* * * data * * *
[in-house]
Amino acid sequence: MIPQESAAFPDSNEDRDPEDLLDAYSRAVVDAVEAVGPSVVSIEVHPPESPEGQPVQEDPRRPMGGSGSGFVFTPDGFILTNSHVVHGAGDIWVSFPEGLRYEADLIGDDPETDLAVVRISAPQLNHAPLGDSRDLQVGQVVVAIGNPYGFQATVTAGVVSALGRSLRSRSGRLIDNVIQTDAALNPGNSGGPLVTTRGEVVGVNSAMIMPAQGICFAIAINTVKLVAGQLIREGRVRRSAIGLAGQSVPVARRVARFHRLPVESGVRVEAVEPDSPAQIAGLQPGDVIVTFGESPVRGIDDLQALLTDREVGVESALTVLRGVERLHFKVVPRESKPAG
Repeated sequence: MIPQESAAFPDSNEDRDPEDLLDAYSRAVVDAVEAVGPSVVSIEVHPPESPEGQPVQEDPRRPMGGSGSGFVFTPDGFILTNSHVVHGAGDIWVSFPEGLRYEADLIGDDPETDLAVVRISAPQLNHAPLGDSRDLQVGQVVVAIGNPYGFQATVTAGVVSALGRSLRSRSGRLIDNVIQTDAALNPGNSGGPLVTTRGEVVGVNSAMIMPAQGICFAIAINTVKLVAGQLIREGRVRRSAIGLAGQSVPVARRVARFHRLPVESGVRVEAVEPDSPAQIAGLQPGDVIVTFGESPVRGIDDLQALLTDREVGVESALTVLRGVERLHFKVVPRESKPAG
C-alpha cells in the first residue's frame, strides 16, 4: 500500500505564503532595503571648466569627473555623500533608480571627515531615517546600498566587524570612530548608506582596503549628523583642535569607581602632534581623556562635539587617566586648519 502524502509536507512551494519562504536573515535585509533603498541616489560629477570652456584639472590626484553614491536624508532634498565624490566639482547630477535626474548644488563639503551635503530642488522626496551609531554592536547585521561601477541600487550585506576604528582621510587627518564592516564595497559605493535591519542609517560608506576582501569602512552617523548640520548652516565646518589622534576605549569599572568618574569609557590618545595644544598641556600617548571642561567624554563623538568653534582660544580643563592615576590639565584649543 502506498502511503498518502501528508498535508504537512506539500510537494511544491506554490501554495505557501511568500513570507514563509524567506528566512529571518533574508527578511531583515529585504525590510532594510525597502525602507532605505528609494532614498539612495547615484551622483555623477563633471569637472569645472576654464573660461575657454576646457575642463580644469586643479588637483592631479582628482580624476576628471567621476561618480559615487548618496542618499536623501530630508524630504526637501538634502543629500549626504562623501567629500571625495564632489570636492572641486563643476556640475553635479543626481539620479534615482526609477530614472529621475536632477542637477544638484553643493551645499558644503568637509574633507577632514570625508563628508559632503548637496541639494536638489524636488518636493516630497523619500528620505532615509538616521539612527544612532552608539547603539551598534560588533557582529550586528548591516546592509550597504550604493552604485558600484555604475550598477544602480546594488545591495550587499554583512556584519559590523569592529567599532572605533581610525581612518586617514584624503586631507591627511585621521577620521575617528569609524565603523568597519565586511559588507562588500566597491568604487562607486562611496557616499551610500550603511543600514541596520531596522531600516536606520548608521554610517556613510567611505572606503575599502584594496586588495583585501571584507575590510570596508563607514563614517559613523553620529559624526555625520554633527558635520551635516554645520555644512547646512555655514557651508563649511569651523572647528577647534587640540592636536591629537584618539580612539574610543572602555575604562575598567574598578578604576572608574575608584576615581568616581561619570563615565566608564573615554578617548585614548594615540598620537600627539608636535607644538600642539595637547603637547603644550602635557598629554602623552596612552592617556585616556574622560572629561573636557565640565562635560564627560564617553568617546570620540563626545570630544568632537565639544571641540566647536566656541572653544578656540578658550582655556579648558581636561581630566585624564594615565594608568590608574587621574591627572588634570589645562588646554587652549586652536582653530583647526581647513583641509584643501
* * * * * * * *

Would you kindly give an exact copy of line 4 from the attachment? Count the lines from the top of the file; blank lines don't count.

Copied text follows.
C-alpha cells in the first residue's frame, strides 16, 4: 500500500505564503532595503571648466569627473555623500533608480571627515531615517546600498566587524570612530548608506582596503549628523583642535569607581602632534581623556562635539587617566586648519 502524502509536507512551494519562504536573515535585509533603498541616489560629477570652456584639472590626484553614491536624508532634498565624490566639482547630477535626474548644488563639503551635503530642488522626496551609531554592536547585521561601477541600487550585506576604528582621510587627518564592516564595497559605493535591519542609517560608506576582501569602512552617523548640520548652516565646518589622534576605549569599572568618574569609557590618545595644544598641556600617548571642561567624554563623538568653534582660544580643563592615576590639565584649543 502506498502511503498518502501528508498535508504537512506539500510537494511544491506554490501554495505557501511568500513570507514563509524567506528566512529571518533574508527578511531583515529585504525590510532594510525597502525602507532605505528609494532614498539612495547615484551622483555623477563633471569637472569645472576654464573660461575657454576646457575642463580644469586643479588637483592631479582628482580624476576628471567621476561618480559615487548618496542618499536623501530630508524630504526637501538634502543629500549626504562623501567629500571625495564632489570636492572641486563643476556640475553635479543626481539620479534615482526609477530614472529621475536632477542637477544638484553643493551645499558644503568637509574633507577632514570625508563628508559632503548637496541639494536638489524636488518636493516630497523619500528620505532615509538616521539612527544612532552608539547603539551598534560588533557582529550586528548591516546592509550597504550604493552604485558600484555604475550598477544602480546594488545591495550587499554583512556584519559590523569592529567599532572605533581610525581612518586617514584624503586631507591627511585621521577620521575617528569609524565603523568597519565586511559588507562588500566597491568604487562607486562611496557616499551610500550603511543600514541596520531596522531600516536606520548608521554610517556613510567611505572606503575599502584594496586588495583585501571584507575590510570596508563607514563614517559613523553620529559624526555625520554633527558635520551635516554645520555644512547646512555655514557651508563649511569651523572647528577647534587640540592636536591629537584618539580612539574610543572602555575604562575598567574598578578604576572608574575608584576615581568616581561619570563615565566608564573615554578617548585614548594615540598620537600627539608636535607644538600642539595637547603637547603644550602635557598629554602623552596612552592617556585616556574622560572629561573636557565640565562635560564627560564617553568617546570620540563626545570630544568632537565639544571641540566647536566656541572653544578656540578658550582655556579648558581636561581630566585624564594615565594608568590608574587621574591627572588634570589645562588646554587652549586652536582653530583647526581647513583641509584643501